Synthesis and Solution Processing of Nylon-5 Ferroelectric Thin Films: The Renaissance of Odd-Nylons?

Philipp von Tiedemann, Saleem Anwar, Ulrike Kemmer-Jonas, Kamal Asadi, Holger Frey

Research output: Contribution to journalArticle

4 Citations (Scopus)

Abstract

Among odd-nylons, nylon-5 exhibits the highest remanent polarization and is thus a desirable material for many applications of ferroelectric polymers. However, nylon-5 has never been used as a ferroelectric material, because the synthesis of nylon-5 and its processing into thin films are challenging. This work revisits the synthesis of nylon-5 via anionic ring opening polymerization (AROP) and studies the effect of reaction time and scale-up on (i) molecular weight (Mn), (ii) melting point (Tm), (iii) yield, and (iv) ferroelectric properties. For the first time, the molecular weight of nylon-5 is characterized via size exclusion chromatography (SEC), nuclear magnetic resonance (NMR) spectroscopy, as well as matrix assisted laser desorption ionization time of flight mass spectroscopy (MALDI ToF-MS), showing Mn values of up to 12 500 g mol-1. Extended reaction times and the synthesis on a larger scale increase the molecular weight and yield. Nylon-5 thin films are fabricated from a TFA:acetone (60:40 mol%) solvent mixture. Nylon-5 thin-film capacitors are ferroelectric and show a remanent polarization as high as 12.5 ± 0.5 μC cm-2, which is stable in time. The high remanent polarization values, combined with the facile solution processing, render nylon-5 a promising candidate for future microelectronic and multi-ferroic applications.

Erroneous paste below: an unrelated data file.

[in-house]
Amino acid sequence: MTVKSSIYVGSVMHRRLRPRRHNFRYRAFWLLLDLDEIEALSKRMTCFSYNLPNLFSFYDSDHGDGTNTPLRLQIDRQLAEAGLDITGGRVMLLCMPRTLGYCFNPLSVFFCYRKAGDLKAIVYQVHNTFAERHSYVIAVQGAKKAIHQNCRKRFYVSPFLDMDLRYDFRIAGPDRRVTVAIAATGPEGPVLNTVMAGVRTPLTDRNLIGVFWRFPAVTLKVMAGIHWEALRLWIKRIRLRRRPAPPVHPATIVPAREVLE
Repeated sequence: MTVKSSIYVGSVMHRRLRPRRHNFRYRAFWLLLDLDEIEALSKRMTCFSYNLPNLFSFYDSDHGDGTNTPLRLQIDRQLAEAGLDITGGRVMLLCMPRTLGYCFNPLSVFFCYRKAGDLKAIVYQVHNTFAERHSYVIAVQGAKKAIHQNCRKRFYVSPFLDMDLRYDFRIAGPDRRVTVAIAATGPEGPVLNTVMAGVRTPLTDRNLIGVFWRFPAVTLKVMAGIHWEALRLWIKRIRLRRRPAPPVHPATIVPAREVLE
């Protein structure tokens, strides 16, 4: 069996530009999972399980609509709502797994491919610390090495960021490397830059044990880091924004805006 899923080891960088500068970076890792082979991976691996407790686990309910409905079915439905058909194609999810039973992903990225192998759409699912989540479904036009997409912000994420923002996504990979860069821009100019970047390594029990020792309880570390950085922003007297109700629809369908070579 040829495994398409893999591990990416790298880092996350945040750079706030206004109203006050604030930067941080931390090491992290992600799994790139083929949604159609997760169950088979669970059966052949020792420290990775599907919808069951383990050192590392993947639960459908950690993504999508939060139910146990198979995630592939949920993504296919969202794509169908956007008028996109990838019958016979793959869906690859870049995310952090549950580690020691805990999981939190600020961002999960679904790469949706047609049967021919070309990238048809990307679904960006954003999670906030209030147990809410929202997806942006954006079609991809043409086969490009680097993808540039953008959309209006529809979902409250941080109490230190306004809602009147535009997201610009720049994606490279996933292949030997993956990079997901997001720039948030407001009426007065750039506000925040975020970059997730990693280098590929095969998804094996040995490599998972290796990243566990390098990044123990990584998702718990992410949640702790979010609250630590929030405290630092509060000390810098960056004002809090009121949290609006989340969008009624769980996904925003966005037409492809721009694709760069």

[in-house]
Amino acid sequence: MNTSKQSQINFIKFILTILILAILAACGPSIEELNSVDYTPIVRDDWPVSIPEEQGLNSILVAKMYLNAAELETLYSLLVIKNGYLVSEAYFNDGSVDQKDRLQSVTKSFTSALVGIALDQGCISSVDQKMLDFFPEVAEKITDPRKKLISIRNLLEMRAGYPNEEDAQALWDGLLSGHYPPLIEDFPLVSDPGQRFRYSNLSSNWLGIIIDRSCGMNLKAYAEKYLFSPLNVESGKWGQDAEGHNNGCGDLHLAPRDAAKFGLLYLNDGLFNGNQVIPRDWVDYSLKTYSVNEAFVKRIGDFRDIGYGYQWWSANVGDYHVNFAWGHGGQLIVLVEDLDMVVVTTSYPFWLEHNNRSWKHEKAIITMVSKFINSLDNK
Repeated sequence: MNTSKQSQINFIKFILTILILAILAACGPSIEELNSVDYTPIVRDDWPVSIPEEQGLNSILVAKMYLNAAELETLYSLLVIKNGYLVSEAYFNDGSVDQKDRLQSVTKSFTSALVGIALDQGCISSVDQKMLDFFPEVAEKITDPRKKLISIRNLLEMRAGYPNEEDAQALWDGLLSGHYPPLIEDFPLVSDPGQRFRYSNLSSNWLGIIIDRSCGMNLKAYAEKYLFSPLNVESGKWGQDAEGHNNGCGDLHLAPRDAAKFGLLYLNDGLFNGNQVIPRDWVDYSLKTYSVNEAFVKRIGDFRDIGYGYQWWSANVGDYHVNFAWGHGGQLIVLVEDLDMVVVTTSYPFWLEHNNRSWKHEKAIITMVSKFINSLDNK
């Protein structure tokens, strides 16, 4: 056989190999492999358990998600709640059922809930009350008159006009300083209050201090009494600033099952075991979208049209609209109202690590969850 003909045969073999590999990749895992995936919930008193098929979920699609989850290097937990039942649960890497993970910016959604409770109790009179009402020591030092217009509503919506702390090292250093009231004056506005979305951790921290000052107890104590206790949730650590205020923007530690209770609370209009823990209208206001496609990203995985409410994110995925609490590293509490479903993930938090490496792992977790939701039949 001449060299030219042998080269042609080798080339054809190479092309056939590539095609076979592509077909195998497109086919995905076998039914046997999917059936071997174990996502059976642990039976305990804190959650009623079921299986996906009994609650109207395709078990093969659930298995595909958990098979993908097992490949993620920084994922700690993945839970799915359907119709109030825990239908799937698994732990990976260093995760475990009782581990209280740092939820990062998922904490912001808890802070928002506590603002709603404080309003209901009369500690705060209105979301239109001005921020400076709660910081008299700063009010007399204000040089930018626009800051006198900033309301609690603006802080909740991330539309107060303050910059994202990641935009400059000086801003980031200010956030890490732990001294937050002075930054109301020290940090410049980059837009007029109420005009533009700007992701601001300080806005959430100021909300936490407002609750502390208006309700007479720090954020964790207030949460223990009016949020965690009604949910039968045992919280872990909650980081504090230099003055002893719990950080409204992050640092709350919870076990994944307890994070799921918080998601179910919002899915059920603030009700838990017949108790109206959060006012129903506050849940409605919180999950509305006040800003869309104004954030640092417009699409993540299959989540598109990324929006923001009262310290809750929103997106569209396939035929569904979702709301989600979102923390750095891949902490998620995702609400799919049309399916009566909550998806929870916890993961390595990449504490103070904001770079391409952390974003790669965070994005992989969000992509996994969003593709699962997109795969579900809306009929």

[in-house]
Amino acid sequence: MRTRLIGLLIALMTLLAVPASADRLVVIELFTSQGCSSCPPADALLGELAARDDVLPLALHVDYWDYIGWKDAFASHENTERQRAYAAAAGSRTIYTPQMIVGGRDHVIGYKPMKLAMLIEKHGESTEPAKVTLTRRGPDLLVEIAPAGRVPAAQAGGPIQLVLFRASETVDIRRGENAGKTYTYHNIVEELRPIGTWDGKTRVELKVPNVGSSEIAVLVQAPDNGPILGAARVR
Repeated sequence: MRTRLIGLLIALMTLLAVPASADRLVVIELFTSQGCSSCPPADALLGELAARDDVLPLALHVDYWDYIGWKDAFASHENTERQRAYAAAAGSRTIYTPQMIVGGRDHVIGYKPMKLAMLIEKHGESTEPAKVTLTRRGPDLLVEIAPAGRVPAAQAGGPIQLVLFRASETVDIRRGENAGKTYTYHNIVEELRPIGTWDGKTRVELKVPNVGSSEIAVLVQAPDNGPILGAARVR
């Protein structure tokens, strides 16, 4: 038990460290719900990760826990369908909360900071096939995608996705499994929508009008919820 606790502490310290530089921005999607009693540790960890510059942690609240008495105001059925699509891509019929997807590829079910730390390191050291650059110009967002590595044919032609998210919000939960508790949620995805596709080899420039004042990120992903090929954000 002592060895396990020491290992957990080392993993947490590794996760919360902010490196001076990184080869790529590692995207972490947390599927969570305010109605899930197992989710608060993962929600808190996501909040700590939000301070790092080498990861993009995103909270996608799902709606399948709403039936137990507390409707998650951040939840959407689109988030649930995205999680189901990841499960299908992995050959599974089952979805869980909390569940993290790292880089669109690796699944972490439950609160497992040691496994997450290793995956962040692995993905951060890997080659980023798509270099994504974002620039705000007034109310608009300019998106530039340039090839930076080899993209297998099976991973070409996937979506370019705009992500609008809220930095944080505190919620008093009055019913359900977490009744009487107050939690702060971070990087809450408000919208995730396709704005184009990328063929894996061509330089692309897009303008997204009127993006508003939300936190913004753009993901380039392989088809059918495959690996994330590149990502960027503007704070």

Original languageEnglish
Article number1900468
JournalMacromolecular Chemistry and Physics
Volume221
Issue number5
DOIs
Publication statusPublished - 1 Mar 2020

Keywords

  • anionic ring opening polymerization
  • ferroelectric thin films
  • memory devices
  • nylon-5
  • polyamides

ASJC Scopus subject areas

  • Condensed Matter Physics
  • Physical and Theoretical Chemistry
  • Organic Chemistry
  • Polymers and Plastics
  • Materials Chemistry

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